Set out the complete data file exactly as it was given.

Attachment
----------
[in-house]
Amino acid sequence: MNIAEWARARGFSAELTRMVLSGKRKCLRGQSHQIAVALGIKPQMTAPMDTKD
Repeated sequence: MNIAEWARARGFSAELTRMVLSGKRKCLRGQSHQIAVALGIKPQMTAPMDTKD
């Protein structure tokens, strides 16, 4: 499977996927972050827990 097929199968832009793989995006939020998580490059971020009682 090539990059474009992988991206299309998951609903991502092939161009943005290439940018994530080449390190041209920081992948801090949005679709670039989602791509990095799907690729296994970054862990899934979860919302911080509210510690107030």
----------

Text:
[in-house]
Amino acid sequence: MNIAEWARARGFSAELTRMVLSGKRKCLRGQSHQIAVALGIKPQMTAPMDTKD
Repeated sequence: MNIAEWARARGFSAELTRMVLSGKRKCLRGQSHQIAVALGIKPQMTAPMDTKD
């Protein structure tokens, strides 16, 4: 499977996927972050827990 097929199968832009793989995006939020998580490059971020009682 090539990059474009992988991206299309998951609903991502092939161009943005290439940018994530080449390190041209920081992948801090949005679709670039989602791509990095799907690729296994970054862990899934979860919302911080509210510690107030």